A progressive think tank says Arizona gets a "failing grade" when it comes to diversity in its charter schools.
The New-York based Century Foundation looked at each state's charter school laws to gauge whether they promote racial and economic diversity in their enrollment, and how well each state achieves that diversity.
Halley Potter, a senior fellow with the foundation, says Arizona got only a 32 percent score, which as any student can tell you, is an F. But then, the highest scoring state, Utah, only managed 63, or a D.
"Even in the states that are at the very front of the pack, there's a lot of room for improvement. And for a state like Arizona that is faring much more poorly, there are many examples of ways in which, in practice, charter schools should be enrolling more diverse groups of students," Potter said.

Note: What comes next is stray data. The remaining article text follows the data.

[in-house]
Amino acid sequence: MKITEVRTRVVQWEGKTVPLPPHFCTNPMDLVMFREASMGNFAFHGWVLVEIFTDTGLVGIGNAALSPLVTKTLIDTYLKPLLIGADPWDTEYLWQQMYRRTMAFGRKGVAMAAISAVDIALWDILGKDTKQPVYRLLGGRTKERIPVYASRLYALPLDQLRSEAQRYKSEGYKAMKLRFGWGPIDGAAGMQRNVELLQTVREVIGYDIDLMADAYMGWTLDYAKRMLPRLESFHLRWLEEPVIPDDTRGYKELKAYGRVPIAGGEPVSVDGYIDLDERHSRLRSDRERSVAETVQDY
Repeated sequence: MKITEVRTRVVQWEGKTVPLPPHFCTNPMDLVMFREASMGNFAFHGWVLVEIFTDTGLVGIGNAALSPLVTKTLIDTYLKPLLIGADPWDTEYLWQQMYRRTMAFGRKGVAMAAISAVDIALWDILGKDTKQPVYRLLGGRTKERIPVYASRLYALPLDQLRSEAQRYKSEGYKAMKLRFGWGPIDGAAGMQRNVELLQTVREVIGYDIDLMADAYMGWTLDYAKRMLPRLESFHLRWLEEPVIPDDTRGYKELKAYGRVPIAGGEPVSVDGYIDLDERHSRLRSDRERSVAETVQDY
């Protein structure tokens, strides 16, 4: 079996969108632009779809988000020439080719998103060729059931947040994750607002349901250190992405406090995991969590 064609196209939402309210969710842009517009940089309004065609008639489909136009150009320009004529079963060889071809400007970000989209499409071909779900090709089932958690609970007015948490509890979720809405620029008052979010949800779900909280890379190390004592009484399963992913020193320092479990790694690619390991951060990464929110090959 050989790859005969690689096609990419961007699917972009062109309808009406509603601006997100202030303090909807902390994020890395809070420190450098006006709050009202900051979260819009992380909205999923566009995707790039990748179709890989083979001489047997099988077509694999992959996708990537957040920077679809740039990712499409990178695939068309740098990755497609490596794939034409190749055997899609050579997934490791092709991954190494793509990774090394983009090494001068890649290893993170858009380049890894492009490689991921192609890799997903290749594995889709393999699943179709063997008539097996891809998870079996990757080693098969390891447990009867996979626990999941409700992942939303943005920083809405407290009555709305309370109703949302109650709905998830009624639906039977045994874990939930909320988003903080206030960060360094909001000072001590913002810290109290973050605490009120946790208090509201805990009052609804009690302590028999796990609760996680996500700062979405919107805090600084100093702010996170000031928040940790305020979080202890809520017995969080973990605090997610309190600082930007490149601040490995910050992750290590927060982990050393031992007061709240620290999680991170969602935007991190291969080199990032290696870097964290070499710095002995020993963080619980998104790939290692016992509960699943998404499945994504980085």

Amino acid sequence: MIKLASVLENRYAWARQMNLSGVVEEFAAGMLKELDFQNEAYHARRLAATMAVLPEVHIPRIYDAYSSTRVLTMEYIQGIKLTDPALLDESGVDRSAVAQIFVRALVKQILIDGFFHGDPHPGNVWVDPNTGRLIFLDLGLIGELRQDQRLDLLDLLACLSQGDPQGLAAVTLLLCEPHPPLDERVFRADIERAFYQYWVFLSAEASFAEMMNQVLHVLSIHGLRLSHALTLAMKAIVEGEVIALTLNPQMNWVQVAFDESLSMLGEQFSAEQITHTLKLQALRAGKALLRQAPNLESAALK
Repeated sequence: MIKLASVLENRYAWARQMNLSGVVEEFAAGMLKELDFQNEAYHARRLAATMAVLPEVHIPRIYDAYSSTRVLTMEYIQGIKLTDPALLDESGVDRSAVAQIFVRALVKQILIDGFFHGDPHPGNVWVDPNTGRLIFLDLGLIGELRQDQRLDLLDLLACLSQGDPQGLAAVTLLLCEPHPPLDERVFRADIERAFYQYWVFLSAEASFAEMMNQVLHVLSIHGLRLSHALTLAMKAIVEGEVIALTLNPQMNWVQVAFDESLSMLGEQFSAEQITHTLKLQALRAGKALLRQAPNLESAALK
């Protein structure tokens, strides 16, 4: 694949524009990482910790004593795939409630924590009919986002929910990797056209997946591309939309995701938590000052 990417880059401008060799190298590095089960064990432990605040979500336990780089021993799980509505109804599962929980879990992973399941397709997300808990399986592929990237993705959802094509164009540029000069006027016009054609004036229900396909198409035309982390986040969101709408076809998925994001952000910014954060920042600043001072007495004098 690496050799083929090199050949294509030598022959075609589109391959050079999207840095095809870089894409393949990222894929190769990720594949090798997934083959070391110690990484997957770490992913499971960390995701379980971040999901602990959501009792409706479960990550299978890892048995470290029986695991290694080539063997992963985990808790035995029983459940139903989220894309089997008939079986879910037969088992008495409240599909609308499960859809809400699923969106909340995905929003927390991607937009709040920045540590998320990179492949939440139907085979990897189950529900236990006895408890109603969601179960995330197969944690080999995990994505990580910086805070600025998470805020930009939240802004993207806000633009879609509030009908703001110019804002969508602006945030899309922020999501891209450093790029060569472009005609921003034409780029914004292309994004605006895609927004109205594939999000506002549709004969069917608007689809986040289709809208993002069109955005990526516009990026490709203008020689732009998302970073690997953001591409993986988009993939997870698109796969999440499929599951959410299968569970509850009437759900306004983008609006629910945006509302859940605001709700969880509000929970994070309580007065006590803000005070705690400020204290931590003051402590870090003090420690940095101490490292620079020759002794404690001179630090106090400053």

The foundation looked at 10 ways states can promote diversity in their charter schools, such as requiring them to offer transportation and free or reduced-cost lunches. An official with the Arizona Charter School Association says charters do promote diversity, and the data in the Century Foundation study is three years old.
"As our charter school enrollment has increased, so has the diversity. Students of color now make up 56 percent of the student enrollment in charter schools now. That's obviously the updated data not reflected in the report," said Dr. Ildi Laczko-Kerr, chief academic officer with the ACSA.
Laczko-Kerr says the TCF report also doesn't take into account the differences between Arizona and other states. Arizona's charter schools are governed by a statewide "school choice" law, unlike some other states in which charters are licensed by the local school districts.